Data enrichment: How to know everything there is to know about your customers
By Jamshed Mughal, global head of strategy & services, Marigold
The key to delivering personalized messaging and benefits to customers, at scale, is through the collection of zero-party data.
But equally important is what you do after collecting it. Clean, organized and actionable data will pay dividends. Siloed, outdated, and forgotten data won’t. Given that consumers worldwide interact with brands through multiple channels — email, text, social, etc. — the need to create a single source of truth for customer data across platforms is more critical than ever.
According to our latest Marigold 2023 Consumer Trends Index (CTI), measuring consumer sentiment and expectations around brand marketing efforts, half of consumers report making a purchase directly as a result of an email, while 25% made a purchase directly from an SMS, and 50% browsed products while in store but bought elsewhere (like online).
Clearly, consumers don’t segment their research or purchasing activity by any one device or channel. So it makes sense that brands don’t pigeonhole customers in the same way. All data from all channels is important and valuable.
That’s where data enrichment comes in.
What is data enrichment and how does it work?
Simply stated, data enrichment is the process of adding data (specifically first-party and zero-party data) from multiple sources, to a single customer profile. Typically, this data is collected through progressive profiling, where data is collected in small increments during multiple interactions.
Data enrichment throughout the customer journey delivers outcomes that can generate more loyalty and business at the end of the day. It allows brands to create authentic, personalized experiences targeted to different customer segments based on their previous interactions. The way the same customer interacts on one channel can inform the experiences offered to them through another. It’s not just personalized. It's personalized with consistency.
What’s more, enriching cross-platform consumer data is an interim step towards investing in something much bigger. Consolidated customer data is the first step in determining what new experiences or messaging, or even products, brands can develop to engage and serve customers further.
But without it, brands will fall short of delivering the kind of personalized experiences customers demand. This is more important than ever, as according to the CTI, 86% of consumers favor messaging that provides a consistent experience, and 82% favor brand messaging that treats them like an individual.
This desire for personalization goes beyond the what, but also the how. Over half (53%) of customers prefer brands to communicate with them “only when necessary” which of course is different for each. That means brands need a communication strategy based on each customer’s individual purchase cycle and profile attributes gained across multiple touchpoints—online behavioral data, real-time customer signals across websites, apps, and owned properties, including in-store actions.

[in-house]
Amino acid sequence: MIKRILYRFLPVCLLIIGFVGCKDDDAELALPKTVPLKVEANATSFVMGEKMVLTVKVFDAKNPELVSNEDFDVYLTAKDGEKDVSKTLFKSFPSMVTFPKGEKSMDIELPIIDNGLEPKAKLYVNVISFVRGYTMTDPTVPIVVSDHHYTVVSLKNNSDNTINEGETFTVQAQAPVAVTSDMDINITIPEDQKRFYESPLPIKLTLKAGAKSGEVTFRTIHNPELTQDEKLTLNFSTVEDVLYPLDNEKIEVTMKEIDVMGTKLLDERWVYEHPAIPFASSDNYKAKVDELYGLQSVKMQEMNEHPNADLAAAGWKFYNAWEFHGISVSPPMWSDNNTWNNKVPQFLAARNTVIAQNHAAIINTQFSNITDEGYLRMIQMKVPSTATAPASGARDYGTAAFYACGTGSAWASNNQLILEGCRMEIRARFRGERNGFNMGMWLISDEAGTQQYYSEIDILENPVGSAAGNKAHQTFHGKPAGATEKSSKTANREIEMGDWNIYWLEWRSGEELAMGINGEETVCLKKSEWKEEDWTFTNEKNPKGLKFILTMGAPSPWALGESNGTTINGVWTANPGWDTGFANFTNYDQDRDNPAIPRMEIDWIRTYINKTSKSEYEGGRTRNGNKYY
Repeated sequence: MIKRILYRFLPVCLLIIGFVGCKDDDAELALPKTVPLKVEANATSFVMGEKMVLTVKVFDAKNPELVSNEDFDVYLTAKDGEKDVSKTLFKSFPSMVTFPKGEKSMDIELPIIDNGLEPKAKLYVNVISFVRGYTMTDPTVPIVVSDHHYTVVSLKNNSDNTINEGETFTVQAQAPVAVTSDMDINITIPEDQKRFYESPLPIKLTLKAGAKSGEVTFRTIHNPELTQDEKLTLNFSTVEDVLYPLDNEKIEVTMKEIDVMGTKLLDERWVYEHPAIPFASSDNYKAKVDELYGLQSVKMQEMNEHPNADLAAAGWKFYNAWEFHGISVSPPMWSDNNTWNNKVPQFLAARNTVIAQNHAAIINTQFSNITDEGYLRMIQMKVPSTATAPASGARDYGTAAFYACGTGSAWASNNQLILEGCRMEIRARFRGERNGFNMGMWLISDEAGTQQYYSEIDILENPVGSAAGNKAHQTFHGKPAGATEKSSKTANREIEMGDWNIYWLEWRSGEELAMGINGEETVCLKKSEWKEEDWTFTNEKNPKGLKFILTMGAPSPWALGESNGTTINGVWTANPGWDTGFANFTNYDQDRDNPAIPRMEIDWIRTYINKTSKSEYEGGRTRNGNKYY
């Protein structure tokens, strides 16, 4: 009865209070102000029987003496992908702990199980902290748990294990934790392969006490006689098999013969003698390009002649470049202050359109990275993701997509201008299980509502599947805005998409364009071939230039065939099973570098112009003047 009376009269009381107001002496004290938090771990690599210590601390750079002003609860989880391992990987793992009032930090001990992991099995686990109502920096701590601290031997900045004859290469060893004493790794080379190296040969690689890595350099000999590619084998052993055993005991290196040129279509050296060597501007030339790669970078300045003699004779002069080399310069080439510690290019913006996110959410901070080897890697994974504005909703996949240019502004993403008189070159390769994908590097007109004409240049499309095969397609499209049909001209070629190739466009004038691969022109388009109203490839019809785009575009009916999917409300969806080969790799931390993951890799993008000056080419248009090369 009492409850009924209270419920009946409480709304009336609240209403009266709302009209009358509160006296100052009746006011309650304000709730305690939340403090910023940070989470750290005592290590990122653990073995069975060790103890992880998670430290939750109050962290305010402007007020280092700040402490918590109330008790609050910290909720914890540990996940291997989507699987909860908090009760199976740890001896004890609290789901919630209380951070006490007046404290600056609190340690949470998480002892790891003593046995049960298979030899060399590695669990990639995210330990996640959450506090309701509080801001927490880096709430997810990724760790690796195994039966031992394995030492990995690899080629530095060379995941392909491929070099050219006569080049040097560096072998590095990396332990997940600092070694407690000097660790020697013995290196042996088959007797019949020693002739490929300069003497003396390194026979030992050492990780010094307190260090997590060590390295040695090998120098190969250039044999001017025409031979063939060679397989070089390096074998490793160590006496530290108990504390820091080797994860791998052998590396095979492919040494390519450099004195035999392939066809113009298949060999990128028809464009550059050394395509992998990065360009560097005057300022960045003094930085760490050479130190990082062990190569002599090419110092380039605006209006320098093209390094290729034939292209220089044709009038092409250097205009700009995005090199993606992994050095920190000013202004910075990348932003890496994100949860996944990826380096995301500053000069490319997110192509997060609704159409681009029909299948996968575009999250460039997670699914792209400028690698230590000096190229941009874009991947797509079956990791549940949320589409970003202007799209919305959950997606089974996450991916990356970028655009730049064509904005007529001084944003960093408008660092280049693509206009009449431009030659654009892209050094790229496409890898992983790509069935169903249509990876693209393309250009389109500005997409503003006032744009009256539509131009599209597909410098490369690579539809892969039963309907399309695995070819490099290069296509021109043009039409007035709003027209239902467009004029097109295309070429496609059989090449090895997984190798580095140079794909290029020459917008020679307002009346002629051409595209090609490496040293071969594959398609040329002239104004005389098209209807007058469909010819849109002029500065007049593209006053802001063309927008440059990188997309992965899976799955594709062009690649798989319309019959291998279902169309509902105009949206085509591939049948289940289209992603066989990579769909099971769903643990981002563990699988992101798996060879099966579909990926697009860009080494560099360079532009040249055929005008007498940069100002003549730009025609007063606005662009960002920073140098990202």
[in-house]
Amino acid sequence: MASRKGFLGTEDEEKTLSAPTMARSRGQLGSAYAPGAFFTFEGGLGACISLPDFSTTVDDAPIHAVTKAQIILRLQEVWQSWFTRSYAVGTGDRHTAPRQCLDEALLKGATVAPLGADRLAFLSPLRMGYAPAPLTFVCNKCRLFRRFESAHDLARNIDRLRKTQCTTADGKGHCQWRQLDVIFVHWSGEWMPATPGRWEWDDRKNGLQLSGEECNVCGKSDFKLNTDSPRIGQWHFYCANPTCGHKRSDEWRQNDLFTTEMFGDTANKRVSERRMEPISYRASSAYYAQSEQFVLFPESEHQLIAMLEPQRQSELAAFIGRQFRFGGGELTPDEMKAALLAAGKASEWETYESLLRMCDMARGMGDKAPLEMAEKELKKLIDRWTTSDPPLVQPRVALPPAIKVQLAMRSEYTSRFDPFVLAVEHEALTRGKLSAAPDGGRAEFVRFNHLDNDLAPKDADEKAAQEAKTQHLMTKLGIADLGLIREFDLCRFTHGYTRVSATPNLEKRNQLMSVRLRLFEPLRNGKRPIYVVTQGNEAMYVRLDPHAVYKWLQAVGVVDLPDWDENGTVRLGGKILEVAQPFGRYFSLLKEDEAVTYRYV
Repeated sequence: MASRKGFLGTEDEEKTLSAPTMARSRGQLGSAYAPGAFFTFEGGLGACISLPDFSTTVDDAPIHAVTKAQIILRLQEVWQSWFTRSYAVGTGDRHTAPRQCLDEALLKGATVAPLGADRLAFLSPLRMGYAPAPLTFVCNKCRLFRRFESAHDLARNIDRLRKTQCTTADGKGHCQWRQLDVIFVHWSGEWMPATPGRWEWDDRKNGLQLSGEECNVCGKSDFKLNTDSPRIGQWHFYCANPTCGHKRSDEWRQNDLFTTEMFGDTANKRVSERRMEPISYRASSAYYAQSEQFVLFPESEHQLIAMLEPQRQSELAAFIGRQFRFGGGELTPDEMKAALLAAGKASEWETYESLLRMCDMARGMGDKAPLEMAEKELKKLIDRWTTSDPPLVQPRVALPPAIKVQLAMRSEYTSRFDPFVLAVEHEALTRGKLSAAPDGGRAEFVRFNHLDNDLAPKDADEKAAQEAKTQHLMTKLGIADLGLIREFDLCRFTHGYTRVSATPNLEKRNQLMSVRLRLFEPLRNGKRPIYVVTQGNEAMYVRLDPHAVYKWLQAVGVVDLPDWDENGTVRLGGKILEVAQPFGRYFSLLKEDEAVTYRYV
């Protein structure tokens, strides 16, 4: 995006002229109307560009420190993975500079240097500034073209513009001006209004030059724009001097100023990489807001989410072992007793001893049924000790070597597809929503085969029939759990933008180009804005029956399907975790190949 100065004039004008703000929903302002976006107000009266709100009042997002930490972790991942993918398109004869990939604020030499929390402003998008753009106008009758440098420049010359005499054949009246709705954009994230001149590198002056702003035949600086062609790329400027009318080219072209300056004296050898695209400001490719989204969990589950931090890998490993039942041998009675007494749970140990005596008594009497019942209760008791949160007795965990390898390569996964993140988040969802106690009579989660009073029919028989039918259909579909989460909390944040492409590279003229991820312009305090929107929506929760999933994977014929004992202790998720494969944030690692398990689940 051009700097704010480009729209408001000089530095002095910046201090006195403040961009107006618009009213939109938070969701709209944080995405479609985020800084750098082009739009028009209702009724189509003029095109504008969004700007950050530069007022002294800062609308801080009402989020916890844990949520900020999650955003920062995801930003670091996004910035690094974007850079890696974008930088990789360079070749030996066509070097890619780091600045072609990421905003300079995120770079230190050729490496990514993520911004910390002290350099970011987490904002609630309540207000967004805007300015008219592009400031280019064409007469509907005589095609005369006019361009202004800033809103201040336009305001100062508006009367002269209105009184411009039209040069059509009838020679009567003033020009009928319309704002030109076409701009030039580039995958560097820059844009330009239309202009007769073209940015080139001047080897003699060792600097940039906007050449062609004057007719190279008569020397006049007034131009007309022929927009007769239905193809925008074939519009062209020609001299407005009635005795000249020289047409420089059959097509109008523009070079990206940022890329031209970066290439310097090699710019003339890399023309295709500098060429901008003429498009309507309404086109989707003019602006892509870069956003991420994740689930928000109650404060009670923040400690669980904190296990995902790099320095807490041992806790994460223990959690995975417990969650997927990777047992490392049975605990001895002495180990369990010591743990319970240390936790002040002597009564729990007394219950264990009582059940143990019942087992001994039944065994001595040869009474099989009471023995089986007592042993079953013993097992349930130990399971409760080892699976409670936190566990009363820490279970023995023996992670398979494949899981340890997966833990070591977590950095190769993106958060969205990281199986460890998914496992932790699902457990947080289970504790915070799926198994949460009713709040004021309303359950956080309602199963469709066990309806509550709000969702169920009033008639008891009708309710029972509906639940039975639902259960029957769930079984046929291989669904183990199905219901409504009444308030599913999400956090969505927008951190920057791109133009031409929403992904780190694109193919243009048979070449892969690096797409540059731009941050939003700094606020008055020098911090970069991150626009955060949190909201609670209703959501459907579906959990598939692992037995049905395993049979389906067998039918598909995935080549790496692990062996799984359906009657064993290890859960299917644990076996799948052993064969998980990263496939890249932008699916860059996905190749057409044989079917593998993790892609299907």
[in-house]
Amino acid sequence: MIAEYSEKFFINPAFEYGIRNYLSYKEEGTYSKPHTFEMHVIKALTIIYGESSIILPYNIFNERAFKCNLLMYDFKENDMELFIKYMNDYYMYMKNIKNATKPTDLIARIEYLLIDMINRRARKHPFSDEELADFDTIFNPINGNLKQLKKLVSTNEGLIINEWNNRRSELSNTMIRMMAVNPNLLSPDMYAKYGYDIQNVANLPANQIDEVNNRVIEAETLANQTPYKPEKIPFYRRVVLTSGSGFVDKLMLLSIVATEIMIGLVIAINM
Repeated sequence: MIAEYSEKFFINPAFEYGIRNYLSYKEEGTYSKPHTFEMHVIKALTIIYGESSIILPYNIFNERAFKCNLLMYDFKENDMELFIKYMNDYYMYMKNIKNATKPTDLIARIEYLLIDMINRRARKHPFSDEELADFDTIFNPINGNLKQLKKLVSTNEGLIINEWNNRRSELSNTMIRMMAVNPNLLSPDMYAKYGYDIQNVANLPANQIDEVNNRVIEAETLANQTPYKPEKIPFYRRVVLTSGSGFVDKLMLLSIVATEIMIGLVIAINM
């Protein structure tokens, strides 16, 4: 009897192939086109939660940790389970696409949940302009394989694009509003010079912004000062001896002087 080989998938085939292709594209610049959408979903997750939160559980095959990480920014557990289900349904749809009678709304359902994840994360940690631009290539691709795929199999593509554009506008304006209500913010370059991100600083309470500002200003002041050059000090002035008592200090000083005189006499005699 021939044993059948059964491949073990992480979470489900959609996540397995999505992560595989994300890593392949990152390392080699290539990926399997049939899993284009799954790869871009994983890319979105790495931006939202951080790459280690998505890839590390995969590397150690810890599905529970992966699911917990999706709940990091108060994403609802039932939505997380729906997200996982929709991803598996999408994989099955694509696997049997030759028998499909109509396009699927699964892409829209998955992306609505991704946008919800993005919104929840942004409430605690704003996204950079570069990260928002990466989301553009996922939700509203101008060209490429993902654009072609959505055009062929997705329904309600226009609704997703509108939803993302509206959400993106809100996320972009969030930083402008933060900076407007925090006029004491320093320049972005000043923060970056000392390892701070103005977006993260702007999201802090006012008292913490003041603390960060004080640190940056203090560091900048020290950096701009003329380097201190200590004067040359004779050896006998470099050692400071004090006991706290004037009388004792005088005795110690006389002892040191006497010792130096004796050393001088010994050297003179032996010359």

The data will tell you when it’s time to send a message, in which channel, and what the content should be. Listening is as important as talking when building relationships and driving favored outcomes.
What does personalization mean to consumers?
Customers expect you to know their name. That’s not personalization. That’s table stakes. Companies need to know what their customers want and proactively provide access to it through thoughtful, personalized communication. It’s developing a complete picture of the customer that shows you care about more than just their wallet, but their desires as well.
Done right, you’re not “marketing” to customers. You’re communicating with them as equal partners in a relationship. That’s relationship marketing.
Unfortunately, many companies are not prepared to meet these needs. More than half lack a single view of their customers. What’s more, 40% of the records they do keep contain inaccurate data. Combined with competing, overlapping, and redundant Martech creates operational inefficiencies that increase the complexity of production and increase time to value.
There’s a real risk there, as the Consumer Trends Index tells us that consumers are tired of tone-deaf brand communications. Nearly half (49%) report frustration after receiving irrelevant offers, with a third (32%) annoyed if messaging doesn’t recognize their shopping or loyalty history.
Consumers want you to listen to them, and they’ll give you their personal information if they think you’ll use it in ways that will ultimately benefit them. Listening in today’s landscape means listening to multiple channels, but retaining that information in one place. Once there, the data becomes more than just a spreadsheet full of numbers… it becomes a person.
With that single source of customer truth, brands can act intelligently and efficiently on the data they’ve collected to turn regular customers into loyalty brand advocates. After all, that’s what relationship marketing is all about — establishing lifetime relationships with customers through data, insights and thoughtful communication.